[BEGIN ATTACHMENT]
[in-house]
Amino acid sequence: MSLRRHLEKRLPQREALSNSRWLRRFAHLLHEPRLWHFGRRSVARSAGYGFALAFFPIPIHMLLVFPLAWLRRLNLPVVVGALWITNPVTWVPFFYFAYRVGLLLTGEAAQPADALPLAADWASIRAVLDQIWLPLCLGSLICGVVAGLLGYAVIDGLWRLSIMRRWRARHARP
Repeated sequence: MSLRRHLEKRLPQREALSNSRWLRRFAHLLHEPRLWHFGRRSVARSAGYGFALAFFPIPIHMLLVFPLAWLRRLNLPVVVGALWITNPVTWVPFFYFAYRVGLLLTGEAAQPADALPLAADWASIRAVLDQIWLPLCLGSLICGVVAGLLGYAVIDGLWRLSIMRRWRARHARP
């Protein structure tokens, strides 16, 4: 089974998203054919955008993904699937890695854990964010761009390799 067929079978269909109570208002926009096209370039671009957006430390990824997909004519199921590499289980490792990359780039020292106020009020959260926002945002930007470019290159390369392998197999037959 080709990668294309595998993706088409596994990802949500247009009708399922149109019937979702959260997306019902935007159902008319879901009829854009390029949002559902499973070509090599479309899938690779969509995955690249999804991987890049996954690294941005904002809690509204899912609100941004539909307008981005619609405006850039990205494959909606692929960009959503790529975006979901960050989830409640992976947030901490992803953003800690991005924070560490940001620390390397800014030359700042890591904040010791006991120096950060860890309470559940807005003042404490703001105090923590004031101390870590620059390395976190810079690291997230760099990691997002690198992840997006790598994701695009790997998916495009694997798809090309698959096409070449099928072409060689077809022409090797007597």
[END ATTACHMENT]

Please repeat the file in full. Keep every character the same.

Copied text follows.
[in-house]
Amino acid sequence: MSLRRHLEKRLPQREALSNSRWLRRFAHLLHEPRLWHFGRRSVARSAGYGFALAFFPIPIHMLLVFPLAWLRRLNLPVVVGALWITNPVTWVPFFYFAYRVGLLLTGEAAQPADALPLAADWASIRAVLDQIWLPLCLGSLICGVVAGLLGYAVIDGLWRLSIMRRWRARHARP
Repeated sequence: MSLRRHLEKRLPQREALSNSRWLRRFAHLLHEPRLWHFGRRSVARSAGYGFALAFFPIPIHMLLVFPLAWLRRLNLPVVVGALWITNPVTWVPFFYFAYRVGLLLTGEAAQPADALPLAADWASIRAVLDQIWLPLCLGSLICGVVAGLLGYAVIDGLWRLSIMRRWRARHARP
């Protein structure tokens, strides 16, 4: 089974998203054919955008993904699937890695854990964010761009390799 067929079978269909109570208002926009096209370039671009957006430390990824997909004519199921590499289980490792990359780039020292106020009020959260926002945002930007470019290159390369392998197999037959 080709990668294309595998993706088409596994990802949500247009009708399922149109019937979702959260997306019902935007159902008319879901009829854009390029949002559902499973070509090599479309899938690779969509995955690249999804991987890049996954690294941005904002809690509204899912609100941004539909307008981005619609405006850039990205494959909606692929960009959503790529975006979901960050989830409640992976947030901490992803953003800690991005924070560490940001620390390397800014030359700042890591904040010791006991120096950060860890309470559940807005003042404490703001105090923590004031101390870590620059390395976190810079690291997230760099990691997002690198992840997006790598994701695009790997998916495009694997798809090309698959096409070449099928072409060689077809022409090797007597």